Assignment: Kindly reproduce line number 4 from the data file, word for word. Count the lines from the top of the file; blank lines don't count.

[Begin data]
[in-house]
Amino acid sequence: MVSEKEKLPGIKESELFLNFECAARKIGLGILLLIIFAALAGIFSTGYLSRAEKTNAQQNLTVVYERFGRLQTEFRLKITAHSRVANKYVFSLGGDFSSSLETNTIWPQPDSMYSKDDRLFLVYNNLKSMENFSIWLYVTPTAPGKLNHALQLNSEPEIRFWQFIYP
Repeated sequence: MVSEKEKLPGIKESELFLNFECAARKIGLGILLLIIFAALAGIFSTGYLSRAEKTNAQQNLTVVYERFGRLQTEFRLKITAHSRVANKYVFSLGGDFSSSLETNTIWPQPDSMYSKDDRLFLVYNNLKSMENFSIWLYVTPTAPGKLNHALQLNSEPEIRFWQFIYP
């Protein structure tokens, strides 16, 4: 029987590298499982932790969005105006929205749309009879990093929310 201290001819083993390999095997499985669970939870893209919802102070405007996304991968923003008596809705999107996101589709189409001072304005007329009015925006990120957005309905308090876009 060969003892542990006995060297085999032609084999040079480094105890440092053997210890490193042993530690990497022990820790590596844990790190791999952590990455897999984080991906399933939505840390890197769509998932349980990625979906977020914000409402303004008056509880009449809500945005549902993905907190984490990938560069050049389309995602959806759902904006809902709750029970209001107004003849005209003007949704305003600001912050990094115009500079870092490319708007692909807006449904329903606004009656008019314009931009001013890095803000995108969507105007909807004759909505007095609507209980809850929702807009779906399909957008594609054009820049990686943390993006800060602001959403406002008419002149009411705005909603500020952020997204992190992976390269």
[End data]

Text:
């Protein structure tokens, strides 16, 4: 029987590298499982932790969005105006929205749309009879990093929310 201290001819083993390999095997499985669970939870893209919802102070405007996304991968923003008596809705999107996101589709189409001072304005007329009015925006990120957005309905308090876009 060969003892542990006995060297085999032609084999040079480094105890440092053997210890490193042993530690990497022990820790590596844990790190791999952590990455897999984080991906399933939505840390890197769509998932349980990625979906977020914000409402303004008056509880009449809500945005549902993905907190984490990938560069050049389309995602959806759902904006809902709750029970209001107004003849005209003007949704305003600001912050990094115009500079870092490319708007692909807006449904329903606004009656008019314009931009001013890095803000995108969507105007909807004759909505007095609507209980809850929702807009779906399909957008594609054009820049990686943390993006800060602001959403406002008419002149009411705005909603500020952020997204992190992976390269």